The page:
Tuesday, March 29, 2011
We aren't the only ones dealing with dry conditions. You can see on the map below that most of the Southeast is 2 to 8" below normal for rainfall this year.
Not surprisingly, numerous rivers and streams are now running below normal (indicated by the red and orange dots). The rivers to the west are near normal from the heavy rains we saw earlier this month (indicated by green dots).
Right now, moderate drought extends across central and southern Virginia.
Luckily, we will see an active weather pattern over the next several days. In fact, two back-to-back storm systems could bring 1 to 2" of rain from Wednesday into Thursday. This is great news!
Saturday, March 12, 2011
December was the 7th coldest in history (link http://www.erh.noaa.gov/er/akq/climate/special/RIC_AVE_T.pdf). The cold weather persisted into the first half of January, then the overall pattern changed. Temperatures generally remained above normal for the rest of winter. The map below shows that the entire Southeast U.S. experienced temperatures that were 2 to 6 degrees above normal for the month of February.
If you combine all months together, the overall average temperature for this winter was slightly below normal.
There is no doubt about it: this winter was dry. We were roughly 2 to 4" below average across the entire state. Interestingly, we received 10.8" of snow, which is only slightly below the average of 11.9". Most of the snow fell in December and early January before the pattern change. You can see on the map below that we weren't the only ones dealing with dry conditions. It was even worse in Louisiana, Mississippi and Alabama.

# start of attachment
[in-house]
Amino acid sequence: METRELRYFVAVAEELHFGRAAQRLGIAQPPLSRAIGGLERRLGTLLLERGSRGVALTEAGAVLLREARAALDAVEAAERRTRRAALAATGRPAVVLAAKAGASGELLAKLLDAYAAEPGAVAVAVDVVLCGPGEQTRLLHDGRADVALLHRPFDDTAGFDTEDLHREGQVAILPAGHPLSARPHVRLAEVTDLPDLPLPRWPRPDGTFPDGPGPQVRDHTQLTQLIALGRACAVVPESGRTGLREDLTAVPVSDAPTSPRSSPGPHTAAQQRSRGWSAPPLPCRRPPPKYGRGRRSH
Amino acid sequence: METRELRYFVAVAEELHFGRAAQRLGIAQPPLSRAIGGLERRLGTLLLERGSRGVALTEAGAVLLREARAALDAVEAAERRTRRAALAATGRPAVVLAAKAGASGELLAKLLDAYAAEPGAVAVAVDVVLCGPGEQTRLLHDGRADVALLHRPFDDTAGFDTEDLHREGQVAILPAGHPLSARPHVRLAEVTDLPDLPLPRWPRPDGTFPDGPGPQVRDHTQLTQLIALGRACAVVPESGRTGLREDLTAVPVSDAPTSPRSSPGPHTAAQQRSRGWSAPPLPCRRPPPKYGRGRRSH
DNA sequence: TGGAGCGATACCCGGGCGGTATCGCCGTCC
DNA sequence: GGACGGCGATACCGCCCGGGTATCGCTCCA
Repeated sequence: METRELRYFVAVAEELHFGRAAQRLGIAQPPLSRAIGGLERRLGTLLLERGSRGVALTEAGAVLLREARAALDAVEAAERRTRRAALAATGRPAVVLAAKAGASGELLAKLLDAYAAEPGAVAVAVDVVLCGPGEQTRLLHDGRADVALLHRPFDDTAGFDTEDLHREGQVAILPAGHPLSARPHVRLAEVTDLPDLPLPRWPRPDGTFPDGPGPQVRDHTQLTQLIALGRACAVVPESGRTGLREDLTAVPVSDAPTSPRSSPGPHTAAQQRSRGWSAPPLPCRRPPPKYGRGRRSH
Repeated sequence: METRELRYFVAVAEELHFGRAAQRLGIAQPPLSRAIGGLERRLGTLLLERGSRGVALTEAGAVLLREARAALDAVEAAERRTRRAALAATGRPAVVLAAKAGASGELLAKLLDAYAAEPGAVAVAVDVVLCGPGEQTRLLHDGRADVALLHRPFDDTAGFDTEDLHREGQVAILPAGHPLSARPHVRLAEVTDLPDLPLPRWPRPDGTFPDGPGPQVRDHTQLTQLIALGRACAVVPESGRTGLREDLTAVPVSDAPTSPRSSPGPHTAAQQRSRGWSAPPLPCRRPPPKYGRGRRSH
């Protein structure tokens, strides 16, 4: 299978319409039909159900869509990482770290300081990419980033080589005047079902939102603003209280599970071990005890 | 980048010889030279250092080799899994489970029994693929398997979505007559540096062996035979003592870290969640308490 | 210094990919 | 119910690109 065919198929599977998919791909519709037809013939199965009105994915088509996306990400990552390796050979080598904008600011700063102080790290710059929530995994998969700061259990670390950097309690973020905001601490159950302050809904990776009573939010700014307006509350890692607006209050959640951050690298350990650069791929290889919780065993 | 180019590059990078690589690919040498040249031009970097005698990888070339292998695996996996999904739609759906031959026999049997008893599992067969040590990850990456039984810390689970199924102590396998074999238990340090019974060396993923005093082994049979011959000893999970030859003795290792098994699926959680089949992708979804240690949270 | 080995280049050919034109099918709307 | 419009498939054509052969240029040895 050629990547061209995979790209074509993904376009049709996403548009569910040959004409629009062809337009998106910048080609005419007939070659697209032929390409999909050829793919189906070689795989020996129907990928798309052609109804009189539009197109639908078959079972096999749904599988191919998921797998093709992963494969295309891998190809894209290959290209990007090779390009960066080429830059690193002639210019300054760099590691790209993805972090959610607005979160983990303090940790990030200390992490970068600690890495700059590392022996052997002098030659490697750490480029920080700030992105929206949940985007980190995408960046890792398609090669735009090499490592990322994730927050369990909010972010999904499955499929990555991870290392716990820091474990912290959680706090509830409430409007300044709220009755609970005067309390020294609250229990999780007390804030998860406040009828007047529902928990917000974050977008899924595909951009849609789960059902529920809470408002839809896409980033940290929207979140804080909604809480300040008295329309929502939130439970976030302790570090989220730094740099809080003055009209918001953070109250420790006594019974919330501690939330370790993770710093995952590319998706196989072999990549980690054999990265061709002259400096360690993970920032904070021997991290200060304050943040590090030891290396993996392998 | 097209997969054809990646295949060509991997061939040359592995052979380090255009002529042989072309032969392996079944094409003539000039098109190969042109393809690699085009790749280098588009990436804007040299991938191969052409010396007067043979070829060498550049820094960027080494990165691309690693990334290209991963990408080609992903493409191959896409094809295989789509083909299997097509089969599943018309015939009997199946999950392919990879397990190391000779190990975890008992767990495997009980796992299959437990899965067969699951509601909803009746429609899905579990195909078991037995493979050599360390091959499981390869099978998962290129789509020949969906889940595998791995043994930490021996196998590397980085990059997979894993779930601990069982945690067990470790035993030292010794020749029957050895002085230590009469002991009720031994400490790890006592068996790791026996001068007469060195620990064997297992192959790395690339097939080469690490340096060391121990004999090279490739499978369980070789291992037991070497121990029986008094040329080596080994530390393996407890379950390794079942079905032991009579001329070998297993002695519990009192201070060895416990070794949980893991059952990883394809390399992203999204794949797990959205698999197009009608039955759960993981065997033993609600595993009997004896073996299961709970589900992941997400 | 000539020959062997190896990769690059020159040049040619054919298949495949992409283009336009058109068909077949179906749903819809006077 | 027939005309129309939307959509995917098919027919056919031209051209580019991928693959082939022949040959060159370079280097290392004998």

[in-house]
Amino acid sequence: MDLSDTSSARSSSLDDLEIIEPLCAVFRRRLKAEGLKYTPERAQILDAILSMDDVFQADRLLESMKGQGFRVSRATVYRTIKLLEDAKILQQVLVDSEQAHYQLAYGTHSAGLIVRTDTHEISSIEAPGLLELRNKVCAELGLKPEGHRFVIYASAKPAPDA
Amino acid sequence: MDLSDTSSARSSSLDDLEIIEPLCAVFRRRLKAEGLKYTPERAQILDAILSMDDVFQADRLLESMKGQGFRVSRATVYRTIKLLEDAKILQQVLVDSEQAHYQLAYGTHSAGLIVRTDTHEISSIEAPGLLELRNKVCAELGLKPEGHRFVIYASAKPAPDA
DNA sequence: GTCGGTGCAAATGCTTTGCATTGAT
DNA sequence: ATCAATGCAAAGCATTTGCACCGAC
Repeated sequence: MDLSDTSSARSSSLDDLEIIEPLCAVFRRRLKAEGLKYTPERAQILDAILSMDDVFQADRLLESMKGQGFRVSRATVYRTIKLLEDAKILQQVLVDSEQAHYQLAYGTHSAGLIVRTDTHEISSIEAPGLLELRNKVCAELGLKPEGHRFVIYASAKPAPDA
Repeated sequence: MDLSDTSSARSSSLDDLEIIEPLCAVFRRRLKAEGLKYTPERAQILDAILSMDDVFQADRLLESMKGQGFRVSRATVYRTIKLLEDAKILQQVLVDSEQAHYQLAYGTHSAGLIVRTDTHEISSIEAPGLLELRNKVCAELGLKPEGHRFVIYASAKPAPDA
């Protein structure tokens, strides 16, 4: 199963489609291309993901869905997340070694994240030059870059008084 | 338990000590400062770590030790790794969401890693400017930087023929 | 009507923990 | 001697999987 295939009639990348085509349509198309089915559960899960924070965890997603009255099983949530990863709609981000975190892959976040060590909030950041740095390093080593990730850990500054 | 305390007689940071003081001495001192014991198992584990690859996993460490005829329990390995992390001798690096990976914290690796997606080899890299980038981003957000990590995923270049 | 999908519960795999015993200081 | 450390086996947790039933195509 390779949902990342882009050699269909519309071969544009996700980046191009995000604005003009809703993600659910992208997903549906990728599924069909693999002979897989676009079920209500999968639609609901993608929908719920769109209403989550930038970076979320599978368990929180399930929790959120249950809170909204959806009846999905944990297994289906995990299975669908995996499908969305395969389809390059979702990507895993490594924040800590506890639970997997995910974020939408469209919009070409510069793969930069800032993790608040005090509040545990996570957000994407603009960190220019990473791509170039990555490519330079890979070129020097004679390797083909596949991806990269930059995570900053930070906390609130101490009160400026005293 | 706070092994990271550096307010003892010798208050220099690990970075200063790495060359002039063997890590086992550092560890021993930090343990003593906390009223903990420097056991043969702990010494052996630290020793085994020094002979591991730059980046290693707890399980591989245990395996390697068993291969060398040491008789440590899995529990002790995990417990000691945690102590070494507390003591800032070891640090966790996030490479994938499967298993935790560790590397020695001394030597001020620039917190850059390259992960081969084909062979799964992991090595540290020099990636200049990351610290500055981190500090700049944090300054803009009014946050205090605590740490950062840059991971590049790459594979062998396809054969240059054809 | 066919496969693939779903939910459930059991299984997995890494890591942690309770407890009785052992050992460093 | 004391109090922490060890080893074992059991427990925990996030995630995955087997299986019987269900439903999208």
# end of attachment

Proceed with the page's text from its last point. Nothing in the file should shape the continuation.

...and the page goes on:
Saturday, March 5, 2011
Rain totals should range from around 0.75" to 1.25" (give or take 0.25"). This is great news considering that we are about 2.5" below normal for the year.
Severe Weather Checklist
- Instability (heat and humidity)
Moisture should be high enough to support thunderstorms. Temperatures will be hindered by clouds and rain, especially along and west of I-95. Highs should climb into the mid 60s for central and southeast VA. This should be *just* warm enough for isolated thunderstorms.
- Trigger (something to spark thunderstorm development)
A strong front will pass the area in the afternoon, which is typically ideal for severe storms.
- Wind Shear
We will have strong speed shear (winds increase with height), and minor directional shear (winds change direction with height).
Clouds will prevent any sun for today, which in turn keeps us cooler.